Tinker welcomes Civil Air Patrol youth for Color Guard Competition

  • Published
  • By Kathy Paine
  • Tinker Public Affairs
On March 19 Tinker hosted the Civil Air Patrol, Oklahoma Wing, Cadet Color Guard Competition at the Tinker Airman Leadership School.

Tech. Sgt. Desiree Bates, Airman Leadership School instructor, along with Tech. Sgt. Jason Crosby, 72nd Force Support Squadron, and Tech. Sgt. Lisa Muth, 72nd Security Forces Squadron, volunteered their time and expertise to be judges for this competition.

"What an outstanding display of professionalism. I see bright Air Force careers in their futures," said Sergeant Bates.

The cadets were judged on wear of the uniform, indoor presentations, marching in a parade, flag pole ceremonies, physical fitness and knowledge of aerospace, flag history and handling, and Civil Air Patrol history.

"Wow! The cadets did an awesome job and I was very impressed," said Sergeant Muth.

The two teams who competed were the Grove Composite Squadron and the Oklahoma City Composite Squadron. The cadets range in age from 13 to 17 years old.

"I was truly impressed with the team's military bearing, attention to detail and the pride they each took in their jobs/responsibilities," said Sergeant Crosby.

The Grove Composite Squadron team members were Cadets Chief Master Sgt. Benjamin Goodman, Senior Master Sgts. Dakota Gray and Marshall Cook, Senior Airman Justus Taylor and Airman John Downs.

The Oklahoma City Composite Squadron team members were Cadets Senior Airman Taijza Wilson, Airman 1st Class Zach Zeigert and Airmen Cy Simpson and Shane Dusold.

"The competition was close, but the Grove Composite Squadron won for the fourth year in a row," said CAP Maj. Nancy Bartlett, director of Cadet Programs Oklahoma Wing.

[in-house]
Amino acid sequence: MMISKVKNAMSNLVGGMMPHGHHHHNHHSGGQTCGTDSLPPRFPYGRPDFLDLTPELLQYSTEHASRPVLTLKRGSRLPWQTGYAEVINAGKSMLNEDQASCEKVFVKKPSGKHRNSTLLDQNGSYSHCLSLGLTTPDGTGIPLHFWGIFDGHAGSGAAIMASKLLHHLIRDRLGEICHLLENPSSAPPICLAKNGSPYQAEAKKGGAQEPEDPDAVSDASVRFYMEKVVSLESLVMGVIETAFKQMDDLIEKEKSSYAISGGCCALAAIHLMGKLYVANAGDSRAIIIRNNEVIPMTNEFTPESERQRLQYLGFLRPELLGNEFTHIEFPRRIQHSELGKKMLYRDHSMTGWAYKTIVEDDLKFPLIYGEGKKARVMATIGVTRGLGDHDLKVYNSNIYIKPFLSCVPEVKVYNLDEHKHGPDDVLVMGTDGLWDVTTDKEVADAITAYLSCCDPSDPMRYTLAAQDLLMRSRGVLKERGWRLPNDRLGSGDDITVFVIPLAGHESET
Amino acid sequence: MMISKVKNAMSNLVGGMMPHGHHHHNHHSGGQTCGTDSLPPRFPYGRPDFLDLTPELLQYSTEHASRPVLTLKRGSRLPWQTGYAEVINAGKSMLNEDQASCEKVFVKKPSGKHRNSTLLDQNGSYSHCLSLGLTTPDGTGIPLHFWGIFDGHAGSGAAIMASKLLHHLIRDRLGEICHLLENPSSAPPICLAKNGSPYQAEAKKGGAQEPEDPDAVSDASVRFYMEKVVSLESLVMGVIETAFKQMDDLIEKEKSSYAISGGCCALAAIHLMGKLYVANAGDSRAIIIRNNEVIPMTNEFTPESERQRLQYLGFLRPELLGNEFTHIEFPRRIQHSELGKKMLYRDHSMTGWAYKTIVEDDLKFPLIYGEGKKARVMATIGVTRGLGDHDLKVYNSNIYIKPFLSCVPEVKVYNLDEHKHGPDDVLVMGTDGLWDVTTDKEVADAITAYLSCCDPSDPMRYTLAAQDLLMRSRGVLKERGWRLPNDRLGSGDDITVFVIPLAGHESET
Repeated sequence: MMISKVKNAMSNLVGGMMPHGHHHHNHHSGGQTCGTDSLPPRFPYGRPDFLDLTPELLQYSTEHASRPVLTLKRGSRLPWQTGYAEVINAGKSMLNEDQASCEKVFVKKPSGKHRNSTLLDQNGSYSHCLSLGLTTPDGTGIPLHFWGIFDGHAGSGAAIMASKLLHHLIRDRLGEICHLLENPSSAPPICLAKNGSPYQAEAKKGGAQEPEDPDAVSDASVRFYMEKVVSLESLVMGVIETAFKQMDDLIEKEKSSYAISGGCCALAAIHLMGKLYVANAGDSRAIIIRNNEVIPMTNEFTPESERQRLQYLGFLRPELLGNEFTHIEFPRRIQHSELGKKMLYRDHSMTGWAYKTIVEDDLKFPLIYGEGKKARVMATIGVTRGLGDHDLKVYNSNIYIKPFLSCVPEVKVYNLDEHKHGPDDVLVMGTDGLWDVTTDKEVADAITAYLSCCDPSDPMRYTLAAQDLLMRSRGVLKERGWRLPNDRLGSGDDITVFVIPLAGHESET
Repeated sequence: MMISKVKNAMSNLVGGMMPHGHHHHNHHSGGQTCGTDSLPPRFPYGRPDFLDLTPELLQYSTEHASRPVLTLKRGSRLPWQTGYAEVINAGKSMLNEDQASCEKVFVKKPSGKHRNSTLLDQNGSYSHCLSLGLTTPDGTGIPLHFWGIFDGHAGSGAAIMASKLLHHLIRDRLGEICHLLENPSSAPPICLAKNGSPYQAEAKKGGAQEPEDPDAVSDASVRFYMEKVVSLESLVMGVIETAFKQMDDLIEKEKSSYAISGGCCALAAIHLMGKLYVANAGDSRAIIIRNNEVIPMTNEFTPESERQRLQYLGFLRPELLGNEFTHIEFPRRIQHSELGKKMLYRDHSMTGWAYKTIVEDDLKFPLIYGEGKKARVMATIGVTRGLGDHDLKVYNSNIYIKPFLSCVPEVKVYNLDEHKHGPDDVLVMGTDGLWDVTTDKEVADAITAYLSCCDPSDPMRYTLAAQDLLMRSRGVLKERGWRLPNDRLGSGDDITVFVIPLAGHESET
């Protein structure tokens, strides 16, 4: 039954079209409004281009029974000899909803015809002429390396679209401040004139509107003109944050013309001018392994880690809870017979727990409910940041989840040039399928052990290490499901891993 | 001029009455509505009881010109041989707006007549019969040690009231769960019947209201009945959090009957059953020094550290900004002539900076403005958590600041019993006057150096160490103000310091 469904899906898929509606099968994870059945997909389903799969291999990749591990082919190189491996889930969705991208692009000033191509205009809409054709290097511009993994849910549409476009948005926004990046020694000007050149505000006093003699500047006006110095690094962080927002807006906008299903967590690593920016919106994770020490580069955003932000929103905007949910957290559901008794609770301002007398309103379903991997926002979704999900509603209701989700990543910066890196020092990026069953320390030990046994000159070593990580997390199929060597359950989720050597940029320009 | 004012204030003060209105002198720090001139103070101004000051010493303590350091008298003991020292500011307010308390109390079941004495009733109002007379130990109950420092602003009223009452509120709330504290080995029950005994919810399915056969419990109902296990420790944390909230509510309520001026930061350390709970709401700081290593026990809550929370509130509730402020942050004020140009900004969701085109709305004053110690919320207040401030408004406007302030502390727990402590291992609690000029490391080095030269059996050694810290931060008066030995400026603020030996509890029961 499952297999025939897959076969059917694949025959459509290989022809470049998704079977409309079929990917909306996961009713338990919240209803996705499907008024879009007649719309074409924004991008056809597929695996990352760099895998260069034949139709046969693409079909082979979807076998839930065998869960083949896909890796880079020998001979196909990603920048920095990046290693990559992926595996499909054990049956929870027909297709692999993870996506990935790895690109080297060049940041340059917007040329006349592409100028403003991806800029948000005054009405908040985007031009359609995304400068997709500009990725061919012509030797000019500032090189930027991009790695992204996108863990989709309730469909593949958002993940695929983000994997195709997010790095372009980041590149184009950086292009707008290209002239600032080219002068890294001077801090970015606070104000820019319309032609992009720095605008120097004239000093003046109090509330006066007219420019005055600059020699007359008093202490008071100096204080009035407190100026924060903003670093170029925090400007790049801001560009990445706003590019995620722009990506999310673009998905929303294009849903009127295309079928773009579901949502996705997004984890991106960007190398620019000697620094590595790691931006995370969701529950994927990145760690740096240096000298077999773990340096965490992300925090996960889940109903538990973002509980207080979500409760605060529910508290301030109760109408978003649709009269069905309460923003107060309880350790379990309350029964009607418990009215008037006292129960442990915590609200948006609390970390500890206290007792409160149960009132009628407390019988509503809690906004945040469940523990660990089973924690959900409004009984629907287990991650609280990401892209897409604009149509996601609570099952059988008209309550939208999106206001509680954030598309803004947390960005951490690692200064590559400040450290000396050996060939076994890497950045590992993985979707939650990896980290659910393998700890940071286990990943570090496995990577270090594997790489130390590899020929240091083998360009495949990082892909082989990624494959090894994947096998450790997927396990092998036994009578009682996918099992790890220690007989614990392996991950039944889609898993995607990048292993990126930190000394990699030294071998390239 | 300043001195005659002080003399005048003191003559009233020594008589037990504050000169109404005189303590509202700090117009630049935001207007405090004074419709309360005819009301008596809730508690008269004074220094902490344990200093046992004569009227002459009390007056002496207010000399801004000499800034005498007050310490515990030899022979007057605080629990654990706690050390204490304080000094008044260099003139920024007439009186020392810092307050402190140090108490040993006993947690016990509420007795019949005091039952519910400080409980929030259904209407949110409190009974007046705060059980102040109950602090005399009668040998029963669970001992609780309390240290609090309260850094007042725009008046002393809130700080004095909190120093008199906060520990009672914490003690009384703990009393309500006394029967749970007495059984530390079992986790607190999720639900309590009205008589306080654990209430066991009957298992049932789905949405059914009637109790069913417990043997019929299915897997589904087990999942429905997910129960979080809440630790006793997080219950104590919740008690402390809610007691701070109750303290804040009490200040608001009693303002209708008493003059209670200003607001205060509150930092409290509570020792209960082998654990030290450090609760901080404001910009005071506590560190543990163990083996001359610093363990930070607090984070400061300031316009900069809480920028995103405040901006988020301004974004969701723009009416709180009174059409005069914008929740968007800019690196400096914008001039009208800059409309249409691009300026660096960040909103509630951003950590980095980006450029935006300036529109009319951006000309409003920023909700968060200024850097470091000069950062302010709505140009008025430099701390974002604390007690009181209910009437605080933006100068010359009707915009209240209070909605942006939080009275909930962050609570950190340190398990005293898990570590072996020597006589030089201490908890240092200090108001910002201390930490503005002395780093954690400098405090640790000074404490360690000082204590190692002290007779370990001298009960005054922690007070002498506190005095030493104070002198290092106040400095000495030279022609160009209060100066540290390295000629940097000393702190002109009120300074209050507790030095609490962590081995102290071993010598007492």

CAP has held cadet competitions since 1948, just seven years after the Civil Air Patrol was founded.

"This competition helps develop leadership, promotes teamwork and respect for the United States flag and all that the flag represents," said Col. Robert Castle, commander of the CAP, Oklahoma Wing.

The winner at the wing level goes on to represent Oklahoma at the Southwest Region level and will compete with teams from Arizona, Arkansas, Louisiana and Texas for the right to compete with teams from the other seven CAP Regions for the national title.

The winners receive a trophy and bragging rights, but more than that are the lifetime friendships made and the experiences that will guide them through their careers, no matter what field of endeavor they choose. The competition helps put the core values, integrity, volunteer service, excellence and respect into perspective for the cadets and senior members alike.

"I tell the cadets that if they truly want to achieve their goals, hard work and persistence will pay off - it might not be right away, but dreams do come true," said Colonel Castle.

The National Cadet Competition is an annual program to evaluate the best team of cadets represented at wing, region and national levels for drill teams and color guards. The NCC enables cadets to model traits of the highest standards of leadership and personal responsibility. It encompasses the National Drill Team Competition and the National Color Guard Competition.

Teams come from across America to compete for the chance to win the United States Air Force Chief of Staff Sweepstakes Trophy as well as other top awards.